Monday, June 23, 2008

Gone (My Own Special Kind of Crazy)

Some people respond to stress by exercising or escaping into a favorite book or movie. Me? I have two ways of dealing with stress. Sometimes I'll get out my girlie fiberglass recurve bow and shoot an end or two. An end can mean a set number of arrows (usually six) shot in a round to determine the winner in a scored event. For me it means everything in my quiver. So anyway, I'm sitting here feeling very stupid and at the same time stupidly proud of the fact that I have peeled about an inch of skin -off of the side of my left index finger because I neglected to wear my shooting glove this morning. Go me.

The other thing is considerably less voluntary. When the going gets tough, I get weird and end up having lunch with my father. Why is this weird? Dad died in 1995. I could go into an explanation about how its part of my heritage or how this is actually a function of wishful thinking or that it's some kind of cerebral dump. Does it matter? Not really. The fact is, when I am emotionally and/or physically stressed out, the next time I go to sleep I find myself sitting at a table having hot and sour soup and crab rangoon with Dad. It feels very real and I'm not just talking about the soup or the table or the Brubeck that's usually playing in the background.

You know how you feel when you talk to someone you love? Maybe you haven't seen them for a long time and then when you talk to them again there's no weirdness or ramping up. You're right back to where you were the last time you saw each other. And, oh hell, I already sound crazy so I'm going to jump in with both feet. If they're dear to you, it seems like there's something intangible that they leave on you and maybe you leave on them that stays with you and makes you feel you're loved by them. I always feel like I did when I was little and would watch Dad draw or paint. He had huge hands and sometimes he'd stop what he was doing put a thumbprint in charcoal or ink right in the middle of my palm. It was just something we did when I was five and now I feel like I have a thumbprint when I wake up from one of those dreams.

So. Last Friday was just weird. I had almost scared myself out of being a playwright and was considering seeing if I could reactivate my admission to law school "so I could actually do some good for goodness sake!" By five o'clock that evening, I'd mentally finished my JD and was preparing to enroll in the Agricultural Law Double L program at UALR so I could save farms from Monsanto. I went to sleep that night hoping for something deep, dark and seamless. Ah, no.

"What are you doing?" Dad was shaking his head and adding sliced green onions to his soup.

He offered me a bowl and I shook my head.

"You need tea more than soup anyway." He poured me a cup of from the teapot and then settled back in his chair and looked at me.

"I don't care how good your LSAT scores were or how thrilled anybody back home is going to be, you know you don't want to be a lawyer. So I'm asking again, what are you doing?"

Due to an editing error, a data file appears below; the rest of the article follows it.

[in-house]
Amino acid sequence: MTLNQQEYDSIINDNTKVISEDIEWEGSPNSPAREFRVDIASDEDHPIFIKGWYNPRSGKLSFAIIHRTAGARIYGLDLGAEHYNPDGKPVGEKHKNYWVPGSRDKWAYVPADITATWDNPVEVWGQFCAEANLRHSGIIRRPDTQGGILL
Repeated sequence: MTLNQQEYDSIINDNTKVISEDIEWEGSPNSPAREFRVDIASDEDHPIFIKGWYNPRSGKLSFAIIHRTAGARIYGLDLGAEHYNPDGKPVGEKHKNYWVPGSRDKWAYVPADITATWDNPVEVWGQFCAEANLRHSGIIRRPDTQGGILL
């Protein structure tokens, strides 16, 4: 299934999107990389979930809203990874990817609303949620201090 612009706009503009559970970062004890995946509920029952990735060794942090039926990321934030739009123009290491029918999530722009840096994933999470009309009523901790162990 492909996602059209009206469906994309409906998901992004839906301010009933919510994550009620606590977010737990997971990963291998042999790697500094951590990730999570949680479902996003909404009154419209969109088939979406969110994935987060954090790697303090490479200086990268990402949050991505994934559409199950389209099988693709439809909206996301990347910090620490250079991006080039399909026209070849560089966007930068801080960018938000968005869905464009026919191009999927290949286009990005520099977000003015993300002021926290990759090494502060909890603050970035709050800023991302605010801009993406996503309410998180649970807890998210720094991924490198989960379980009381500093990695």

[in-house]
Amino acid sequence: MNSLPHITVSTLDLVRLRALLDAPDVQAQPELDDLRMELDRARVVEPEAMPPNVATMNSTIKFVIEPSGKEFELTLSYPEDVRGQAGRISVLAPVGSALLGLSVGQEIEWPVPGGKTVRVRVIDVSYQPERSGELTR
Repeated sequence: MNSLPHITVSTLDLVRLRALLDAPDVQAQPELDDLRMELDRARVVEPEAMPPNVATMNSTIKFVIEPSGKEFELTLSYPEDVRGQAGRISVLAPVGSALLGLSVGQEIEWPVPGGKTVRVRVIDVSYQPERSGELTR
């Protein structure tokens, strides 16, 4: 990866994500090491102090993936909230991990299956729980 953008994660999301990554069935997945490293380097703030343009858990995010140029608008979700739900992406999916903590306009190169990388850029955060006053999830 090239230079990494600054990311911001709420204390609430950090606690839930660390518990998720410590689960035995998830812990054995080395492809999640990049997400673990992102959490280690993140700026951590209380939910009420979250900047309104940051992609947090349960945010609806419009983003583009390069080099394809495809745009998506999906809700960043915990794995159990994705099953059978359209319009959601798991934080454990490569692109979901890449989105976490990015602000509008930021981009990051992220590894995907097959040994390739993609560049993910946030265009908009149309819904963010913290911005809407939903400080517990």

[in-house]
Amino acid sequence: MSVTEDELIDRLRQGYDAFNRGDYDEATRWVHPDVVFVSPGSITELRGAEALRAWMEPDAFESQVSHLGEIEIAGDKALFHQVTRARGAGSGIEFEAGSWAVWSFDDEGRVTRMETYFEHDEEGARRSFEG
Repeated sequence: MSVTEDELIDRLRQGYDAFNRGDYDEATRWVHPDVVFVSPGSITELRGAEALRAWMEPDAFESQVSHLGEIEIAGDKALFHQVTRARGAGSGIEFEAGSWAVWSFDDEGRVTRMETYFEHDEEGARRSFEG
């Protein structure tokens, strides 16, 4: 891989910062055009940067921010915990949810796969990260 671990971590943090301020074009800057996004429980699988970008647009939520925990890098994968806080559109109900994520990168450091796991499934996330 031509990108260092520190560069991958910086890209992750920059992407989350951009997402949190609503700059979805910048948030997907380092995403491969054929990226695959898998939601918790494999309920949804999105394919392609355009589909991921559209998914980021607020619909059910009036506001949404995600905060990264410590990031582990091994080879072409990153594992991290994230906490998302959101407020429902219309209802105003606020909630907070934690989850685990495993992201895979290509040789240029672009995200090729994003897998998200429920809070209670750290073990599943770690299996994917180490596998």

"I don't even know how to answer that," I said. "I just don't. But I know I need to do something."

"Sister, you are doing something."

"I feel so stuck. I've completely stalled out. Dad, this is not how I pictured my life."

"Does anybody have the life they pictured? By the way, I've been talking to your husband..."

"Dad, I am not going to get married..."


"How are you...? I'm not married."

He shrugged and chuckled. "Same way I talk to you. Anyway, he thinks I'm Fidel Castro and I'm not going to correct him. Why are you looking like that?"

"Like what?"

"Horrified. It's me in his dream, sometimes I get a little hammy and put on fatigues and a hat and a cigar, but that's all. It's not like your Tia Marcella has turned into a dybbuk and hovers around pinching his ass."


"Incidentally, she says 'hi'. Punkin, life is too short to be unhappy. Go back to where it's safe and familiar and you'll find a niche but you'll always feel sad and diminished and less than you could have been. That would break my heart."


"Sleep on it and let me know how you feel. You'll know how."

Then it seemed like everything was covered in the heavy velvet curtain I had been hoping for and the next day I woke up feeling the thumbprint.

copyright 2008 Jas Faulkner


Jane said...

That's not crazy. It's damn near close to brilliant. You could make it a hell of a one-act if you wanted. Also, "eccentric horny great-aunts"=best tag ever.

katefate said...

I can't comment on whether you're crazy or not - I only play a therapist on TV.

I'm envious you have the presence of mind to visit with your dad when he drops in. The times my parents have visited me in dreams, I wasted the entire time wondering, "What's wrong with this picture?" instead of just talking to them.

Last time Daddy visited, I kept wondering how I was going to tell him Mom was dead, because he seemed unaware of it.

Now they visit more indirectly; Mom in a soft breeze or the grass in a field, Daddy with a good punch line that comes out of nowhere.

jas faulkner said...

Aw, thanks Jane!

Kate, it sounds like you're doing just fine without the dream thing.

Phyl said...

This is very sweet. And I hope your dad persuaded you to keep trying to do what you really want to do? He's very wise, and I'm glad he visits you like this. And you're very wise to let him.

Rowena said...

I had a dream like that with my grandma once. It was no dream.

Great dad. Great dialog. Keep it up.